Although Sutherland is waiting to see how this year unfolds for the post-Franz bands, he acknowledges that the possibilities are exciting. ‘These bands really are quite arty; they’re not just pretending. And neither are they stitched into the conventional music business the way Britpop bands probably were. They’ll do gigs in car parks and DJ at each other’s parties. They are coming from a more unconventional scene than Britpop.’ Apart from the London-based Bloc Party, they are also from supposedly unromantic cities: not only Leeds (Kaiser Chiefs) but also Sunderland (the Futureheads), Newcastle (Maximo Park) and Northampton (the Departure). As such, they have been getting on with their own thing, however bizarre: Maximo Park singer Paul Smith reads a book on stage while performing his momentous punky Pulp-style songs. In other words, they’ve been doing gigs without A&R men from the capital watching their every move, anticipating and trying to mould the next Franz Ferdinand.
The Futureheads’ frontman Barry Hyde, who reads Iris Murdoch and Aldous Huxley, is proud to be from Sunderland but he thinks it may have counted against the band. ‘In the past, we’ve had problems getting radio play because the north east of England is like the deep south in America; DJs can’t be seen to be championing a bunch of rednecks. But we would never change the band, never compromise by singing in different voices. Alex [Kapranos] has a strange speaking voice and that’s how he sings, too. It’s not a quirk, it’s just who we are.’
Hyde is exhausted from months of constant touring and, he admits, felt a bit jaded at one point when watching Franz Ferdinand’s success. ‘Yeah, the whole Franz thing got a bit depressing.’ He sighs. ‘Here we are, together for more than four years, struggling to make our first album, running out of money … But things are looking up.’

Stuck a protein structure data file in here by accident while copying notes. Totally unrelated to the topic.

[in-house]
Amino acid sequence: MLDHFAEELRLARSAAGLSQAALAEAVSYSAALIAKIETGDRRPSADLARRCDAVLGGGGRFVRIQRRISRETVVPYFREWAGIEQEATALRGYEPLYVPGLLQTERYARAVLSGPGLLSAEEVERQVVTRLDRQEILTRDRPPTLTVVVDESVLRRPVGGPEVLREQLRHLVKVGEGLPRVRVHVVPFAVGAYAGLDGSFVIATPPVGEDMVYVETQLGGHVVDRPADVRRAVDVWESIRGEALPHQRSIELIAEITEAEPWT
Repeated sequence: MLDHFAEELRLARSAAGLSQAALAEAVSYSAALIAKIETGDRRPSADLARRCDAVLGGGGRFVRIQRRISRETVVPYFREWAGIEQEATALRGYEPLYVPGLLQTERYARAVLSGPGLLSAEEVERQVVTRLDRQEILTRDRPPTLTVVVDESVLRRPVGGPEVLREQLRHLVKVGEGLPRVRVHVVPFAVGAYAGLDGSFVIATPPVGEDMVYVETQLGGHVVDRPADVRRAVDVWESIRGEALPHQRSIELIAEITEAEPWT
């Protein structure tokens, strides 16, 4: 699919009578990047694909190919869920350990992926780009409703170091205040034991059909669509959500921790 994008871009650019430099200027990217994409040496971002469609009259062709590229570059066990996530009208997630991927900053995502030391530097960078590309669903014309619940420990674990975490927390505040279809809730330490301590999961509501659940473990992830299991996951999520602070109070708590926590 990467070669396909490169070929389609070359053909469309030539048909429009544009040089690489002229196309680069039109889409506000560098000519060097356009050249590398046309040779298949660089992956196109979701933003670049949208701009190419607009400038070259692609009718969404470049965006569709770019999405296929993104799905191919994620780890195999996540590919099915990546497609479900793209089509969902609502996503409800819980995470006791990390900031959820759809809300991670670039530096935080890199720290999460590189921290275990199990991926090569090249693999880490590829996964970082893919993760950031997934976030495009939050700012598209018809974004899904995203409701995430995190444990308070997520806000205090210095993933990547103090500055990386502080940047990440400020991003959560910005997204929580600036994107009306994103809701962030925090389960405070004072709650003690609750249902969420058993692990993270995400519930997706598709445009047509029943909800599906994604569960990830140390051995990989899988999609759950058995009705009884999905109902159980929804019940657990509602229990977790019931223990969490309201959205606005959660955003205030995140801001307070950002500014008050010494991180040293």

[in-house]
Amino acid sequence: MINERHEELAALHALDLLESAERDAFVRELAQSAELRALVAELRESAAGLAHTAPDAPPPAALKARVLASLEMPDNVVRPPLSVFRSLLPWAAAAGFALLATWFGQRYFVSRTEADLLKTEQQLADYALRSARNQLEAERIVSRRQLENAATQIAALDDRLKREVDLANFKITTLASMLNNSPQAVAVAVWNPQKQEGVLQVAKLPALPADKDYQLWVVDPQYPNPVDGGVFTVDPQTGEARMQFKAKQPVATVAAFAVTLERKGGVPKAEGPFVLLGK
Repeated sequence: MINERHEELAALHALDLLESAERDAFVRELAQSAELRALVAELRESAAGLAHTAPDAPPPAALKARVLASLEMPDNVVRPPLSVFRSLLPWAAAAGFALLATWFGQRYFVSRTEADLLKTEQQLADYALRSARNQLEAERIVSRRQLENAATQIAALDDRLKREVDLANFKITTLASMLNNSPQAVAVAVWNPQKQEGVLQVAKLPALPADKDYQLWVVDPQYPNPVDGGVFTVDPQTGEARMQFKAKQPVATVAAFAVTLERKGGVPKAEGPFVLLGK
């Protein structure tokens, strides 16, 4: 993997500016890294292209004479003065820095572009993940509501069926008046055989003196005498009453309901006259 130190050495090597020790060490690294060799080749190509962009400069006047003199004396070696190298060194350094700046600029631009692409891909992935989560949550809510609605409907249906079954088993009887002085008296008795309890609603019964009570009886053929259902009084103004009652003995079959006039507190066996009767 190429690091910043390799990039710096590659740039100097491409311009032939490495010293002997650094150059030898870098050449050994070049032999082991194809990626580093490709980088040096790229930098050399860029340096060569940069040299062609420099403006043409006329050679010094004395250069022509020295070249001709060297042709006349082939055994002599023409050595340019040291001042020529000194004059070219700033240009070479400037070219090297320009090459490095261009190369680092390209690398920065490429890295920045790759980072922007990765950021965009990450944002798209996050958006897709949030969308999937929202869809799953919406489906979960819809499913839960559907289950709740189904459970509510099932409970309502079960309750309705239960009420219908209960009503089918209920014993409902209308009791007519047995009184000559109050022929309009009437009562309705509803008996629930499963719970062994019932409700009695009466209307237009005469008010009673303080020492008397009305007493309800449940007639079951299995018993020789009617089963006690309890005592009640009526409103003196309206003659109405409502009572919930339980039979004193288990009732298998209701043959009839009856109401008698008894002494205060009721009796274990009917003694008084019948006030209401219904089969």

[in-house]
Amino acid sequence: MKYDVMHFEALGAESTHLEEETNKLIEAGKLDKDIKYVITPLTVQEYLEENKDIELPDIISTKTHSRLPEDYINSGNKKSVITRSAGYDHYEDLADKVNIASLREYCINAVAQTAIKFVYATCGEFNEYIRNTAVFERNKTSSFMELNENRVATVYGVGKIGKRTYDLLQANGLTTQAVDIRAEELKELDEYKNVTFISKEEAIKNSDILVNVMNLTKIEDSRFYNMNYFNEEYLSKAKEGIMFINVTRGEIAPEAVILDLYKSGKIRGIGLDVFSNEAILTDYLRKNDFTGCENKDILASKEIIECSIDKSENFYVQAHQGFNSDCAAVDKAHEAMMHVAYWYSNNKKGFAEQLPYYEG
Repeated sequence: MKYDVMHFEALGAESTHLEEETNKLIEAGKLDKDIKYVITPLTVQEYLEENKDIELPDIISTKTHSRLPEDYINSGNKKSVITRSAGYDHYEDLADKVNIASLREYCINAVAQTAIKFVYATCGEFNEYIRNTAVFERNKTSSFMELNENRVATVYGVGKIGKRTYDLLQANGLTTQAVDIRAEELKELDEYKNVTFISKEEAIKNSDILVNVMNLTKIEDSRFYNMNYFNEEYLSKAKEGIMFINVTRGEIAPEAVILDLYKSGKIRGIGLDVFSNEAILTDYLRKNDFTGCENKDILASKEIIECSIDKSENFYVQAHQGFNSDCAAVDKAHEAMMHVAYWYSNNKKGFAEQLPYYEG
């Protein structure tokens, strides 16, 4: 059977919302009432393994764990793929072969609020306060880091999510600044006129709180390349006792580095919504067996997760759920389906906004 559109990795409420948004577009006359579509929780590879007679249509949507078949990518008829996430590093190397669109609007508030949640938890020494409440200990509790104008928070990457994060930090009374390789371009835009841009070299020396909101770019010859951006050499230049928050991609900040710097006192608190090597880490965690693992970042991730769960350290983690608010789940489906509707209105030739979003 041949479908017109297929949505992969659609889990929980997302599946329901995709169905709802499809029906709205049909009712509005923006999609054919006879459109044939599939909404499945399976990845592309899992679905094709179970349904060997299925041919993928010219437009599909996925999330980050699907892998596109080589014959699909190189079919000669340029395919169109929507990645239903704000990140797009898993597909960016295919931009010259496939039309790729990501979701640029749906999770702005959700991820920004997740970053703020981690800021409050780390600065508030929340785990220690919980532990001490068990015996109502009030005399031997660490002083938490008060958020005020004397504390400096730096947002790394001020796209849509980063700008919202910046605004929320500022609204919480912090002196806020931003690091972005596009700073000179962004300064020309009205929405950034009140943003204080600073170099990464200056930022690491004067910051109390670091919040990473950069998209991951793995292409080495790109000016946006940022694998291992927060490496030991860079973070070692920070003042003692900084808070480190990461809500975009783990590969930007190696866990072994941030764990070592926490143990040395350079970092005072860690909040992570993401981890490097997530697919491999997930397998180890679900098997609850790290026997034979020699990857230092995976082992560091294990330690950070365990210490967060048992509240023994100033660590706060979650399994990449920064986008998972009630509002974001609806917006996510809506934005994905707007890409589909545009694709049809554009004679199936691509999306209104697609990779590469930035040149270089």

Perhaps most complete of the post-Franz bands are Bloc Party. They are clever and experimental, yet never forget about melody; they glide from the Fall to the Cure, taking in hardcore Blur on the way. Their forthcoming debut album, Silent Alarm, may prove to be one of the best of the year. Their story naturally includes Franz Ferdinand: after realising that they had many musical influences in common, singer Kele Okereke sent Alex Kapranos an email. As Kapranos helped the Kaiser Chiefs, so he opened a door for Bloc Party, playing the demo at a party given by his record company, the London-based independent label Domino. Once the band had been blessed by Kapranos, labels started bidding for them: they signed to another independent label, Wichita, last April.
If Franz Ferdinand provide a link for these bands, it is their choice of producers that defines the sound. While the Kaisers Chiefs worked with Stephen Street on Employment, their forthcoming album, Bloc Party and Maximo Park prefer Paul Epworth, who is rapidly becoming the producer du jour. On their self-titled debut album, the Futureheads worked with Gang of Four’s Andy Gill before ‘having to let it slide’ and finishing the tracks with Epworth.
Gill, whose intense, jagged post punk band is enjoying a renaissance thanks, in part, to these new wavers namechecking them, says the Futureheads are ‘fantastic’. They explore four-part harmonies, a cappella and complex time signatures with weird guitar sounds, similar to Gang of Four. ‘But they are also different,’ says Gill. ‘Their music is like some insane jazz-related thing. It’s very clever. Very inventive.’
As well as touring with the Departure, Gang of Four are compiling a double CD of their early work for release this spring. One will feature remixes by Gill, the other by the likes of Franz, the Futureheads and Bloc Party. Alongside a compilation of the new art rockers put together by Saul Galpern (founder of Nude records, home to Suede), such releases mark an exhilarating time in music. ‘The album is a snapshot of the amazing resurgence of new music, which is possibly the most influential and vibrant period for music ever in this country,’ Galpern told Music Week .
Yet it is inevitable that Franz’s success will result in the signing of bands who are nothing but facsimiles. But, first, there is much to enjoy. On Wednesday, FF are set to pick up an armful of Brits.This week, the Kaiser Chiefs will also be in London, warming up the audience for Bloc Party and the Futureheads on the last night of the NME Awards Tour. Franz Ferdinand were first on the bill a year ago.
As Franz Ferdinand return to the studio to finish the difficult second album, their pop crown is there for the taking. Ricky Wilson remains pragmatic: ‘Franz Ferdinand have helped us on our way, but now we’re on our own. This is what I’ve wanted to do since I was a kid. It’s a dream.’